HARLENE ANDERSON, PhD
Houston Galveston Institute and Taos Institute
Family therapy, as we know it today, can be traced back to two main roots. One perspective-the etiology, insight, and family patterns view of Nathan Ackerman-focused on the individual in the family and viewed families as a collection of individuals. Coming from within the child guidance movement and drawing from psychodynamic and social theories, Ackerman was interested in family role relationships and their influence on the intrapsychic development and makeup of the individual (Ackerman, 1958, 1966). The other perspective, the rhetorical communication and interactional view, grew from the early works of Donald Jackson and Gregory Bateson and their later collaborative efforts with interdisciplinary colleagues at the Mental Research Institute in California (Watzlawick & Weakland, 1977). They reached out to the social sciences and the natural sciences to understand families, early on developing a theory of communication and later focusing on the role of language in the construction of reality. They conceptualized families as cybernetic systems of interconnected individuals and questioned the concept of psychological problems as illness. They viewed psychosis, for instance, as an interpersonal relational problem, rather than as an intrapsychic problem or a disease of the mind (Bateson, 1972; Watzlawick & Weakland, 1977; Watzlawick, Beavin, & Jackson, 1967). The current therapies primarily based in postmodern and social construction philosophies that have evolved over the last 20-plus years represent a hybrid-like ideological shift that can be traced back to the California rootstock and to developments in philosophy and the social sciences.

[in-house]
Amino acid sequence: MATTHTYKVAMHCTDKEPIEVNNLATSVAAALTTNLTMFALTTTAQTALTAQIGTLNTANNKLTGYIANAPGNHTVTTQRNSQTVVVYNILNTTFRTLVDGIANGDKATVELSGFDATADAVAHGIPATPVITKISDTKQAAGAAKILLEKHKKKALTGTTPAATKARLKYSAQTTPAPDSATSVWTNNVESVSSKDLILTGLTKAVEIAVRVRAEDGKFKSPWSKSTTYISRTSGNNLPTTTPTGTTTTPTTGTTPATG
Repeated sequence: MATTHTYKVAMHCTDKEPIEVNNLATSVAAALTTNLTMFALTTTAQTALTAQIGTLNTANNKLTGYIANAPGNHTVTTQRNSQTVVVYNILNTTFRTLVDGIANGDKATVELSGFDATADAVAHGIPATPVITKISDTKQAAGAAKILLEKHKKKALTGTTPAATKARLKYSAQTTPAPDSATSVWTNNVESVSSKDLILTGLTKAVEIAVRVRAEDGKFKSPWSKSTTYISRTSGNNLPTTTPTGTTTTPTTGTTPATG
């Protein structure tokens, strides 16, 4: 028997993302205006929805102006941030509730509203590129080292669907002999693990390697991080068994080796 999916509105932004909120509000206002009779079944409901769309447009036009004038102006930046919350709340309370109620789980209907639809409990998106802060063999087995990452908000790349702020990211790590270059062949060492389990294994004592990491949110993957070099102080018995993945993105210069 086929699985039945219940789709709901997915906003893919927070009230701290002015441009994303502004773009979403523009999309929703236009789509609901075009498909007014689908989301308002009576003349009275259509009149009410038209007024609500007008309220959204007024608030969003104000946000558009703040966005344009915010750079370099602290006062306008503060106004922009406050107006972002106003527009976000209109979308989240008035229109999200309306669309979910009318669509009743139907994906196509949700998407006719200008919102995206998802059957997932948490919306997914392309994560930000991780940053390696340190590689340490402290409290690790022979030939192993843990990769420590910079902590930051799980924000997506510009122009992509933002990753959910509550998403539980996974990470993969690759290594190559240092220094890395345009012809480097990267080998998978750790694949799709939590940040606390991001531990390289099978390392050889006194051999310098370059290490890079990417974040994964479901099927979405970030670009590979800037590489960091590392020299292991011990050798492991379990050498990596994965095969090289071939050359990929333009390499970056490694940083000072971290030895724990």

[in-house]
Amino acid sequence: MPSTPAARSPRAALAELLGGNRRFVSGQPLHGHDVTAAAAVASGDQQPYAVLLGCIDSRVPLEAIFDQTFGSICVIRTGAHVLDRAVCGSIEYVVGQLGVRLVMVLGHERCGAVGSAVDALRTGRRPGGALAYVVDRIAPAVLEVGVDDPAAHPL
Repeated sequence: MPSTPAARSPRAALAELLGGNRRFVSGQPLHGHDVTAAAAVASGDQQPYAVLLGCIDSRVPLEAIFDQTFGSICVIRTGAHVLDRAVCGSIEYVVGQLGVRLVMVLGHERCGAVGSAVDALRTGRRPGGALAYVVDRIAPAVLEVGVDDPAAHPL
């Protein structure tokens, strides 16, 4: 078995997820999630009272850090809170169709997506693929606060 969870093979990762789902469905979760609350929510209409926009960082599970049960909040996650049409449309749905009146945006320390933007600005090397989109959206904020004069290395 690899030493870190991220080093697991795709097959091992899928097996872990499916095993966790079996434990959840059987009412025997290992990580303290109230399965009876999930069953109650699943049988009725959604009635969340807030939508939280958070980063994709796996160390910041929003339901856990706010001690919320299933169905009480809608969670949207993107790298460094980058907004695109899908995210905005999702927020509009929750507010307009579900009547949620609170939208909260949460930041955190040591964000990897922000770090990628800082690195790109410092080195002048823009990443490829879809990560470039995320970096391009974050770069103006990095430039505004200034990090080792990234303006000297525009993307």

During these years the world around us was fast changing, shrinking, and becoming enormously more complex and uncertain and was impacting human beings and our everyday lives. Familiar concepts such as universal